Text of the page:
I get emails from people who don’t comment on the blog. They tell me their success stories, which lift me up for the day (and sometimes for the week). If these writers have questions, they already tell me what they’ve done from the book, so I don’t have to start with, Well, have you read the contract or are you just going on your agent’s advice?
Usually the writer has tried everything listed in the book and then has encountered a new wrinkle. Sometimes that wrinkle is new to me too, and I have to consult with an expert or, often, I send the writer to a literary lawyer.
The writers then report back, and I learn something as well.
I still get contracts and terms of service. Some are just as bad as expected, and some are worse. (Sigh.)
What amazes me, though, is how many of you have gotten your rights back by threatening some form of audit. Or simply mentioning that you’ve encountered some curious financial dealings on the part of your really large publisher. The publisher will often toss the books back at the writer, instead of suffering through some forensic accountant pawing through the records.
Nope, that’s not suspicious behavior. Not at all.
You folks helped this book grow from the 20,000 words in its first incarnation (the now out-of-print Dealbreakers 2013) to triple that in its second. I could not have done it without you.
And I greatly appreciate all that you’ve shared.
So, for those of you who haven’t seen the book yet, or haven’t read the comments on the blog, here are some of the things my readers shared over the past several months.
In random order:
After the post on Rights Reversion, Roxie Munro reminded me that I had forgotten to include the 35-year rule, which is an important one. You can get your copyrights back, even if you signed them away, 35 years after signing them away. But you must start the process 25-33 years after signing them away. Go to her blog on the topic and click on the links.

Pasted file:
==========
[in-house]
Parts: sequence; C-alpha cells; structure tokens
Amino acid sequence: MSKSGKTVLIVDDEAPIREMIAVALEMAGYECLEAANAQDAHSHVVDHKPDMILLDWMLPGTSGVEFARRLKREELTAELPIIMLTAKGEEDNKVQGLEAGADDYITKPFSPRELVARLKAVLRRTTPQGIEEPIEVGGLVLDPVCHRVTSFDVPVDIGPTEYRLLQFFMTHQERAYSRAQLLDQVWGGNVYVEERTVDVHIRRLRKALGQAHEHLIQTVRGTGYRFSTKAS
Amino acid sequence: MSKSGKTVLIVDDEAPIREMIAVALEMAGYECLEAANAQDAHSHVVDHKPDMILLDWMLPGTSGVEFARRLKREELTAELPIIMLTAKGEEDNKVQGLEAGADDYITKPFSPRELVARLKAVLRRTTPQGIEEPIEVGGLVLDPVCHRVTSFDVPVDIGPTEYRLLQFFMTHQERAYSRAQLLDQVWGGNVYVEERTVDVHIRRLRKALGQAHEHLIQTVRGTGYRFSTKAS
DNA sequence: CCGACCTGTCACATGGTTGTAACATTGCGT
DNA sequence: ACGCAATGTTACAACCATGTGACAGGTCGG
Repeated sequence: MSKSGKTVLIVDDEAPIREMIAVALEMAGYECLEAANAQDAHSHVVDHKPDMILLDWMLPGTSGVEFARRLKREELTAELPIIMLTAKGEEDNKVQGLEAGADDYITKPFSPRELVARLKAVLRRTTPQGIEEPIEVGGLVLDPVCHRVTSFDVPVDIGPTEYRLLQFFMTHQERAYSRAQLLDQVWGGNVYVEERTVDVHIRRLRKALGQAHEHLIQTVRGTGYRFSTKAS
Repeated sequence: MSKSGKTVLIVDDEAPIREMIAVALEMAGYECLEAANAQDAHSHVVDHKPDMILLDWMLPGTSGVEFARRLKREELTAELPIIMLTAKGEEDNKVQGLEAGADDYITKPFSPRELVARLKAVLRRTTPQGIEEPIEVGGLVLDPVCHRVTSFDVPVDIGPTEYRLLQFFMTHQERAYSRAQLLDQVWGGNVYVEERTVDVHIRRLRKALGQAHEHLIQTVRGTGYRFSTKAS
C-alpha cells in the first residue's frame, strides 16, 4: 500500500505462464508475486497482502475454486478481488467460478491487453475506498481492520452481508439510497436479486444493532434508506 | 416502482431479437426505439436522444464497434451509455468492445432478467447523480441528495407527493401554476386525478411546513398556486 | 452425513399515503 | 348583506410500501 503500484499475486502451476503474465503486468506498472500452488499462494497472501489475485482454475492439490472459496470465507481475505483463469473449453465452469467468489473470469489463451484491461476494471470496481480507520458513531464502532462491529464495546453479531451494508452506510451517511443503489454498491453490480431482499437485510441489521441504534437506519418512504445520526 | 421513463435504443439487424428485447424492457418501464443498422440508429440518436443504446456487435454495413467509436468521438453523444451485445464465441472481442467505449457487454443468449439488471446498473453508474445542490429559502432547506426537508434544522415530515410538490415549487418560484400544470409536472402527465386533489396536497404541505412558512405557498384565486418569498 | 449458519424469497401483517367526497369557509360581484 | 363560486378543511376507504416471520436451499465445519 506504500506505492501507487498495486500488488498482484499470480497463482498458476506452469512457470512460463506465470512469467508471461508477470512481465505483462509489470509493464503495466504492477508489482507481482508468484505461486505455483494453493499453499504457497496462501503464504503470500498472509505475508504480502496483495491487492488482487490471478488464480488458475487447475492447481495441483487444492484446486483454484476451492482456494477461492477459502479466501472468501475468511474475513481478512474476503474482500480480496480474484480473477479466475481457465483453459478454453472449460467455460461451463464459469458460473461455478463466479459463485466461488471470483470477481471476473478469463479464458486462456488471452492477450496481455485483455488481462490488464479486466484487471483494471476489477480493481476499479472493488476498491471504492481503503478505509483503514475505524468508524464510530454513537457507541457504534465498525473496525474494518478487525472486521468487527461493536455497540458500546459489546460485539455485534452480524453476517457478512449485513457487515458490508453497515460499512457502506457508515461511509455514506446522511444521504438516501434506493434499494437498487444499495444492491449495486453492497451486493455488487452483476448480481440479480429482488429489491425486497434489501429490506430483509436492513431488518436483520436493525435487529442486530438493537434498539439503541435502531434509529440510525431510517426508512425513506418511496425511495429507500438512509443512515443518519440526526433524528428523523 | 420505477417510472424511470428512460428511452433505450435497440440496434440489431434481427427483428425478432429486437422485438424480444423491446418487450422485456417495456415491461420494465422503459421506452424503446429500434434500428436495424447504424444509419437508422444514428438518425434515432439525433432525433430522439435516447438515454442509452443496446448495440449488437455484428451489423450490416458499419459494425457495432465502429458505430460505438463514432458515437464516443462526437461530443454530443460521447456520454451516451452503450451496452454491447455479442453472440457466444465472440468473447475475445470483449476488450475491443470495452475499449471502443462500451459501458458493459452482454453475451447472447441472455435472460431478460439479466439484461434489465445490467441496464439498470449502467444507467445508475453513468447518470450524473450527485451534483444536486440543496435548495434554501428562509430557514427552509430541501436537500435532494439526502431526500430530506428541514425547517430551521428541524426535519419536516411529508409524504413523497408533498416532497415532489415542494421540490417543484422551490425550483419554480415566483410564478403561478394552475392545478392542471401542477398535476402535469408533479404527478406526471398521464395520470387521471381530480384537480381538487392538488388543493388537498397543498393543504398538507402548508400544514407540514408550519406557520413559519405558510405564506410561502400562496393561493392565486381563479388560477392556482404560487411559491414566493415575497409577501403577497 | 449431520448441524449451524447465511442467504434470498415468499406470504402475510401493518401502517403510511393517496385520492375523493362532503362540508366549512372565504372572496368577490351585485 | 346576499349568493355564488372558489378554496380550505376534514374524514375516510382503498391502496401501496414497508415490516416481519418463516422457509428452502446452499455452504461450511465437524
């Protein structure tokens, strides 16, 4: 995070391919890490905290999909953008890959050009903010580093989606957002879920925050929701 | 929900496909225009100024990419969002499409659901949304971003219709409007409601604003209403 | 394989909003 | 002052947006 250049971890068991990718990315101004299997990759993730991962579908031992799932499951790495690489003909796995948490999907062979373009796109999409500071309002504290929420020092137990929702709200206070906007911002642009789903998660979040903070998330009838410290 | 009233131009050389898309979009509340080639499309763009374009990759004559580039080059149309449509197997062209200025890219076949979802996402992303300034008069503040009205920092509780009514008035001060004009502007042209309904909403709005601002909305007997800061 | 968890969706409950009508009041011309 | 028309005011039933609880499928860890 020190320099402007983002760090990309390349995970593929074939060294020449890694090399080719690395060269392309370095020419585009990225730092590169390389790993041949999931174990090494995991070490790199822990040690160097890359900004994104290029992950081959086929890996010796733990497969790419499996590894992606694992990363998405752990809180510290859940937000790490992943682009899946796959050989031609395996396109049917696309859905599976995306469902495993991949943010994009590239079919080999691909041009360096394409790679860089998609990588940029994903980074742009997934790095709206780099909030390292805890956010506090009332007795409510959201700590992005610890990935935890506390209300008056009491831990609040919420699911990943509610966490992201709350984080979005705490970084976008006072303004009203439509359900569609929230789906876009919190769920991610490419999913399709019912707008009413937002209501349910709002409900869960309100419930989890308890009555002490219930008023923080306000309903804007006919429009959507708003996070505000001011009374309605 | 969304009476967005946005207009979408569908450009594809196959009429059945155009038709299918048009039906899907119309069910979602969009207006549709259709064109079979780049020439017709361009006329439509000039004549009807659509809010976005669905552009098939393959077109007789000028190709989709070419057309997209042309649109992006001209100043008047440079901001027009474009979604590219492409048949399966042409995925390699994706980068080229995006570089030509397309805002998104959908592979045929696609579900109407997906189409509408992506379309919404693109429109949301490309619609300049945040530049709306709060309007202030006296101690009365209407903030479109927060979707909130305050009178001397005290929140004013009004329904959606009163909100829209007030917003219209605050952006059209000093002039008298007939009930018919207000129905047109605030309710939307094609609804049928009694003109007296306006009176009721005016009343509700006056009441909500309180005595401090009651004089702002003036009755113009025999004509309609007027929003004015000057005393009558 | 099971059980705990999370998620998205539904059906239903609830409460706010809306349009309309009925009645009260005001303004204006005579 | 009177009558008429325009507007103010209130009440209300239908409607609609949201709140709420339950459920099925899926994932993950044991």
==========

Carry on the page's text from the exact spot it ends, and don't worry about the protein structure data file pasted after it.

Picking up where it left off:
From comments on Fair, Compromise, Clout, and Balls (4/13/16):
Oral agreements are binding in the UK and in Denmark.
From comments on Know Your Rights (4/20/16):
For Canadians who want to learn something about their country’s copyright laws, try this website courtesy of Frank Rocca (who writes as Frank Rockland).
Regarding non-compete clauses, as mentioned in An Important Notice on Non-Compete Clause (6/8/16):
Lawyers weighed in strongly on the subject of non-competes. But one reader, a non-lawyer, brought up an organization that might help writers: Volunteer Lawyers for the Arts operates in many states. Here’s a link to their Massachusetts branch. You might find one in your state.
While working on the post Sneaky Money Grabs (6/1/16), I asked for Nate Hoffelder’s help finding some contracts and he told me about the internet archive (aka the wayback machine). I think I had heard about it before, but I hadn’t used it. You can find snapshots of almost any website since the dawn of websites at web.archive.org.